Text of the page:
Conference Proceeding Article
Keystroke dynamics refer to information about the typing patterns of individuals, such as the relative timing when the individual presses and releases each key. Prior studies suggest that such patterns are unique and cannot be easily imitated. This lays the foundation for the use of keystroke biometrics in authentication systems. The research effort in this area has thus far focused on novel detection techniques to differentiate between legitimate users and imposters. In this paper, we demonstrate a novel feedback and training interface named Mimesis. Mimesis provides both positive and negative feedback on the differences between a submitted pattern vs. a reference pattern. This allows one person to imitate another through incremental adjustment of typing pattern. We show that even for targets whose typing patterns are only partially known, training with Mimesis allows attackers to defeat one of the best anomaly detection engines using keystroke biometrics. For a group of 84 participants playing the role of attackers and 2 eight-character passwords of different difficulty, the false acceptance rate (FAR) of the easy and difficult password increases from 0.24 and 0.20 respectively (before Mimesis training) to 0.63 and 0.42 respectively (after Mimesis training with partial information of the victim). With full information, the FAR increases to 0.99 for both passwords for the 14 best attackers.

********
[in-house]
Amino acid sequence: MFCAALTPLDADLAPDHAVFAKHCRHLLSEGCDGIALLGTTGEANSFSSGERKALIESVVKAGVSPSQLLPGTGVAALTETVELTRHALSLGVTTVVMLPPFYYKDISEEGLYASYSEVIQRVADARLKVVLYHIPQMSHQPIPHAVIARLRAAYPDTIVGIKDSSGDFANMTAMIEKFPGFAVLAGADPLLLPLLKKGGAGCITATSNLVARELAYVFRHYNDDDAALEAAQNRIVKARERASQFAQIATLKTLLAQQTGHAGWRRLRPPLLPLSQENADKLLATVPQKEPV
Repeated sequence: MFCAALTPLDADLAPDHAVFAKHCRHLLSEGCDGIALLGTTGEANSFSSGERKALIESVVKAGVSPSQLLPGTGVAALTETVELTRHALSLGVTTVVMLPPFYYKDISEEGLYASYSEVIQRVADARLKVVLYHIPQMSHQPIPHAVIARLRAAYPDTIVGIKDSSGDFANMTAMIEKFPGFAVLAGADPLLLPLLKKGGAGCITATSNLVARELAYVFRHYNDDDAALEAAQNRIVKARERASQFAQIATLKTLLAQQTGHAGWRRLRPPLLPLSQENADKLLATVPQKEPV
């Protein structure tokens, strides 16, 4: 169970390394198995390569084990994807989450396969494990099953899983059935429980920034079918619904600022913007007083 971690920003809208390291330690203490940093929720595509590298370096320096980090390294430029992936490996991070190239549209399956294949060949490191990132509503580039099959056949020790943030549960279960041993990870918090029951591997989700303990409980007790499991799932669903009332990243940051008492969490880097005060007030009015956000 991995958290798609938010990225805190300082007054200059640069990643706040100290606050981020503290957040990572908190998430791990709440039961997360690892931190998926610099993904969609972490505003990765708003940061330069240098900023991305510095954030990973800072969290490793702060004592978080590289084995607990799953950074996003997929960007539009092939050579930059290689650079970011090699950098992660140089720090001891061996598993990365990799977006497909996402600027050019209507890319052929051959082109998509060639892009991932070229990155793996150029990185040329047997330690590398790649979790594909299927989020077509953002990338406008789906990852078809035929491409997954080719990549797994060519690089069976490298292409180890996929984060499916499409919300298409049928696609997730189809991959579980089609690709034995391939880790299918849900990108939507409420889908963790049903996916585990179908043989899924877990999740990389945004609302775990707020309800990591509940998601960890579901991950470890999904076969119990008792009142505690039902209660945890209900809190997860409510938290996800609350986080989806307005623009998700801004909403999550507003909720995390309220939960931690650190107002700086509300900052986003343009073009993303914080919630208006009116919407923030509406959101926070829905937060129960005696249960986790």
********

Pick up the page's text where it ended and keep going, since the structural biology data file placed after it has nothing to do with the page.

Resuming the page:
Annual Network and Distributed System Security Symposium 20th NDSS 2013, 24-27 February
City or Country
San Diego, CA
TEY, Chee Meng; GUPTA, Payas; and GAO, Debin.
I Can Be You: Questioning the Use of Keystroke Dynamics as Biometrics. (2013). Annual Network and Distributed System Security Symposium 20th NDSS 2013, 24-27 February. 1-16. Research Collection School Of Information Systems.
Available at: http://ink.library.smu.edu.sg/sis_research/1699
Creative Commons License
This work is licensed under a Creative Commons Attribution-Noncommercial-No Derivative Works 4.0 License.